Naomi Davis: Behind the Mask
Naomi Davis is a Georgia Tech student who you may have seen around… sort of. The second-year business administration major’s photo donned in a Tech protective face mask taken this past summer has made its rounds in several campus publications. And, the Institute's internal image portal lists the photo in its 'most viewed' category. Get to know more about the music-lover and Office of Minority Educational Development (OMED) volunteer.
Q: Tell us about yourself, Naomi.
"My name is Naomi Davis and I am a second-year student majoring in business administration with a concentration in information technology management. On campus, I am involved with the Georgia Tech Society of Black Engineers, the African American Student Union, and the Sports Business Club. I'm also a member of Heard Atlanta which is a collective for writers, poets, and lyricists.
"I love music and sports; I play tennis and basketball. I mostly write and perform hip hop, rap, and alternative rap music. (My artist name is NTiGer.) I have been engineering music since age six and been writing songs since the fifth grade. I’m often asked, ‘What can’t you do?,’ referring to my versatility."
Q: What made you want to attend Georgia Tech?
"I’m an Atlanta native and I’ve always loved the midtown area. In ninth grade, I participated with a math internship program here [Georgia Tech]. While in high school, I began to fall in love with the campus and knew I wanted to attend. I'm the first in my family to attend a PWI [predominately white institution] for an undergraduate degree."
Q: What drew you to participate with OMED?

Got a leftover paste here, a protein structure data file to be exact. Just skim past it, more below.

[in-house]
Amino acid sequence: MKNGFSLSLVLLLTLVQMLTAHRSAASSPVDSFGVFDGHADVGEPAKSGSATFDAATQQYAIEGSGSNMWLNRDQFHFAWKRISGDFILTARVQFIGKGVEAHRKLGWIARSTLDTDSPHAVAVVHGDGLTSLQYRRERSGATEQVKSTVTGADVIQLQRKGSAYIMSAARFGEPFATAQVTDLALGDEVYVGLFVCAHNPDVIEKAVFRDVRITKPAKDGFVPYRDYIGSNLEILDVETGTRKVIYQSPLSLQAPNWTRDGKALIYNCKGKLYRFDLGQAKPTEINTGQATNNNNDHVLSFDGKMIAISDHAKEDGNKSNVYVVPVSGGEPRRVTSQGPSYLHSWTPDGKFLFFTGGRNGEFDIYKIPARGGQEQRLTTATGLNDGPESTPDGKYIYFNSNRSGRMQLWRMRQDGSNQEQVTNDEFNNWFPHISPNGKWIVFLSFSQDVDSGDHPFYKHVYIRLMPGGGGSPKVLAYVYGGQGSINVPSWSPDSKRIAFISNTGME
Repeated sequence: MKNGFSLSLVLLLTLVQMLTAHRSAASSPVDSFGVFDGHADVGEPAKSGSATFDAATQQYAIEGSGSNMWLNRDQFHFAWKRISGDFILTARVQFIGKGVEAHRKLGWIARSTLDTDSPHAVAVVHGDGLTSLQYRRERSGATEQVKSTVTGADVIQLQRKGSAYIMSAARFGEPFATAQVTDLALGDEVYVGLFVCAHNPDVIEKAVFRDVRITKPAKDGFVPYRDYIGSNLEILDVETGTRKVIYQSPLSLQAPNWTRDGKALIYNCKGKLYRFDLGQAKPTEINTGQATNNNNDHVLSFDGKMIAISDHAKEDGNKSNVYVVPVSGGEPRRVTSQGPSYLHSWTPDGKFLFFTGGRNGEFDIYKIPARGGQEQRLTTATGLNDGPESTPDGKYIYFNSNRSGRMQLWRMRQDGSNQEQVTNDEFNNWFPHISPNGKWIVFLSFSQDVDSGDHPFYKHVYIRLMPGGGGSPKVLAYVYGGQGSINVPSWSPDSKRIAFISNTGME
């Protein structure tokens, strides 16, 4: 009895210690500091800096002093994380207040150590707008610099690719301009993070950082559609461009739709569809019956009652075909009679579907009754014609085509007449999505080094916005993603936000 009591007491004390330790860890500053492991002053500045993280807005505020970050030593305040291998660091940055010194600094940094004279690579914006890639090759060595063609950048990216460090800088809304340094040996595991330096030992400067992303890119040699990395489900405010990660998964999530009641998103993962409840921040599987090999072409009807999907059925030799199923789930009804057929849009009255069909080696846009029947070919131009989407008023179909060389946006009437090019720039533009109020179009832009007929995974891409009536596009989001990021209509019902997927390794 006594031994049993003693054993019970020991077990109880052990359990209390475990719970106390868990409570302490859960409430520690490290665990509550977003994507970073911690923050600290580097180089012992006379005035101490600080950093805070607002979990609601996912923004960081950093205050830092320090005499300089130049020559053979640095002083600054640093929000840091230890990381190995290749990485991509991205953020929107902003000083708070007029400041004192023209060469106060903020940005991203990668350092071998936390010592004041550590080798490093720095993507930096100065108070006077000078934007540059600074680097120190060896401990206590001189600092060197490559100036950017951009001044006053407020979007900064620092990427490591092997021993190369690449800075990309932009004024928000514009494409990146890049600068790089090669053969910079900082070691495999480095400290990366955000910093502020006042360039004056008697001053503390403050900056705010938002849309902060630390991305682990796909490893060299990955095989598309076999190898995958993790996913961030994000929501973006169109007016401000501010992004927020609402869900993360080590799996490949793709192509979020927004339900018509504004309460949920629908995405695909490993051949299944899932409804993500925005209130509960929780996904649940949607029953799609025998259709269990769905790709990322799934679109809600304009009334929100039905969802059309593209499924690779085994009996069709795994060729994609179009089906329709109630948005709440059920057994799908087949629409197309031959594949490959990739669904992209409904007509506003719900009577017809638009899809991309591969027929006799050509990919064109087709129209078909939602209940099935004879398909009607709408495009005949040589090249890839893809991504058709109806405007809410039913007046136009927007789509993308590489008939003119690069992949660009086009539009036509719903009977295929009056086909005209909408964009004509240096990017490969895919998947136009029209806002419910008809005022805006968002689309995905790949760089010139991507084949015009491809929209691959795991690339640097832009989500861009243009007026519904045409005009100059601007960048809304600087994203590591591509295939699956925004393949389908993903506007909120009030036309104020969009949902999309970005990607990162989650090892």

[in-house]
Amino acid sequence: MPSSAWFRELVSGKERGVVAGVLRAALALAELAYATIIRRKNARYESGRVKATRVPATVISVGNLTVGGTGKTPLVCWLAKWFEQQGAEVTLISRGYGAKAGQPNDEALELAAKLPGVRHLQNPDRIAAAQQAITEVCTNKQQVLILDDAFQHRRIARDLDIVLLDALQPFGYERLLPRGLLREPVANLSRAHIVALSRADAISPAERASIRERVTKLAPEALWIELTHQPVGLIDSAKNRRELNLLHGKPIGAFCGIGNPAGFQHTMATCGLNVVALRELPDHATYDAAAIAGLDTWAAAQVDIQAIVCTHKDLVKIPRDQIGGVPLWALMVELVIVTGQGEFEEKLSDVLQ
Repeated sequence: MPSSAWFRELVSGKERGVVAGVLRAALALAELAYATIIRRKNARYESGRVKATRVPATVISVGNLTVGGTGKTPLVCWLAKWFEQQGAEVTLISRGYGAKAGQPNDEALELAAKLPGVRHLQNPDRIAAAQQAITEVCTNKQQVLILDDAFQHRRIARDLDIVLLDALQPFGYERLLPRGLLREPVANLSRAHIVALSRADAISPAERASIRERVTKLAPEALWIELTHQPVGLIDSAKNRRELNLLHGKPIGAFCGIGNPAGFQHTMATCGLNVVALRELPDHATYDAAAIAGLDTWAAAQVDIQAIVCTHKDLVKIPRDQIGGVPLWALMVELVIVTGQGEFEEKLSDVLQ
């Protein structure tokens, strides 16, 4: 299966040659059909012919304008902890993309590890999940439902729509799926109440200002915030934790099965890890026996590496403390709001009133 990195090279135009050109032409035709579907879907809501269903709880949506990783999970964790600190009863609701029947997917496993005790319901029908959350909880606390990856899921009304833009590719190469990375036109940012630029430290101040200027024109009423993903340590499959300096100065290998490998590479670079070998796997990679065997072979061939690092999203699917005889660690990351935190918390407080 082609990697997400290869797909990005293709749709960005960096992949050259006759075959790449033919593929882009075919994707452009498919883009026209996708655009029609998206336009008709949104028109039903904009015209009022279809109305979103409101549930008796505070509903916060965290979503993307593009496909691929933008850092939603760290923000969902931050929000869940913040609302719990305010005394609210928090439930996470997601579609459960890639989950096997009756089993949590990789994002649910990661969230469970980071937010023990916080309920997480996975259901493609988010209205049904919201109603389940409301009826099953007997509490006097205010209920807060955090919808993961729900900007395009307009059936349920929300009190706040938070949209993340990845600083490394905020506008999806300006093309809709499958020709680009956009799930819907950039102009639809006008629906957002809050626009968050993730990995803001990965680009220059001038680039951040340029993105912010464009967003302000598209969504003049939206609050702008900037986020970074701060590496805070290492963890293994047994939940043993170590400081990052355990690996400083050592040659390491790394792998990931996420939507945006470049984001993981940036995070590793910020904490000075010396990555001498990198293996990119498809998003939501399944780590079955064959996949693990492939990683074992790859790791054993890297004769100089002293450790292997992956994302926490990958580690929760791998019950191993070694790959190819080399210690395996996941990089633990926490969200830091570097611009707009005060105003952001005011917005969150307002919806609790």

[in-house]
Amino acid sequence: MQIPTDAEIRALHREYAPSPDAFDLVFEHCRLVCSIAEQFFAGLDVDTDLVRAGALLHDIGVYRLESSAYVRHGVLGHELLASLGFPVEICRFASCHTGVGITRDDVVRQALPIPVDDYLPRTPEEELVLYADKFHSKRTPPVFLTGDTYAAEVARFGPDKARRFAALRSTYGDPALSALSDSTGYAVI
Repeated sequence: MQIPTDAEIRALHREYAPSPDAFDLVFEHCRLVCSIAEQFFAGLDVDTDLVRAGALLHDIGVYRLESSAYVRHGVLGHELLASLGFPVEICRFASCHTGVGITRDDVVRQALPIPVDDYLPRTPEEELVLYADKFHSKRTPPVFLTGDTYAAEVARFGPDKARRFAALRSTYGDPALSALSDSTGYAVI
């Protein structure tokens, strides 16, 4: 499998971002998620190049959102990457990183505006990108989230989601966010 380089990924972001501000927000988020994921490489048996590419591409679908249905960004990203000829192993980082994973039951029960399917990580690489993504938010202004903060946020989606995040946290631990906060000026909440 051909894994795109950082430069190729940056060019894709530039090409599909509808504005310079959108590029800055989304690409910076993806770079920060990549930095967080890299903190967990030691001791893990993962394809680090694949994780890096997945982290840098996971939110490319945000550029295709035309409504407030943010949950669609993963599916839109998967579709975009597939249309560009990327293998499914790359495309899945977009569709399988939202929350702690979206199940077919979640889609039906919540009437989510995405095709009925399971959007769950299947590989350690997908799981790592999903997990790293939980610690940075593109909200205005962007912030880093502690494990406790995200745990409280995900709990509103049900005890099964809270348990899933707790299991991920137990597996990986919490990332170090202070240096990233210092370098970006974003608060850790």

"What drew me to OMED was the Challenge Program, OMED’s numerous resources, and the great people who run OMED. OMED also has a lot of opportunities and events throughout the year that are very fun. Everyone in OMED – from the student participants to the staffers – is a family and I really like the energy that I get every time I step into the Chapin Building [home of OMED, located in Harrison Square]."
Q: Tell us about the work you’ve done for OMED.
"As an incoming first-year student, I participated in the Challenge Program; that was my first taste of OMED. Challenge was one of the best experiences I’ve ever had and I will never forget it. I got to meet so many people and recognized all the support that I would have throughout my time here on campus. I was hired as a Challenge counselor for the 2020 program. Needless to say, Challenge 2020 was very different because it was hosted in July, just a few months after the coronavirus pandemic was announced and the campus went into quarantine-mode. OMED organized the program extremely effectively and safely."
Q: Your photo in a Georgia Tech protective fask mask taken during the 2020 Challenge Program opener has gone somewhat viral on campus. How do you feel about that?
"It’s been crazy! It was opening day and I was just chilling on the steps in CULC [Clough Undergraduate Learning Commons]. This guy, I think his name is Chris, [Chris Moore, Institute Communications photographer] came up to me and asked if he could take a picture and share it. I thought it was just going on the Challenge landing page on the OMED website; I was wrong. People started to send me screenshots of my face everywhere in publications around the campus."
Q: You opened for Jason Derulo at Homecoming in 2020. How did that come about?
"One of the things on my college bucket list was to perform as part of Georgia Tech’s Homecoming Concert. I had been working on some popular songs, so I knew I could turn people up. I really wanted to take part because I knew I could bring something different to our Homecoming Concert (being a Black woman rapper/artist). The Student Center Programs Council treated me with lots of respect and were excited to see my performance. I got lots of great feedback from people after my performance and I would love to do it again."
Q: What are your hopes for the rest of your time as a Georgia Tech student?
"My hopes are to meet and network with as many people as I can. With the pandemic going on, this might be a little hard. But still, I hope to gain all the experience I need to be successful after I graduate and enter the workforce."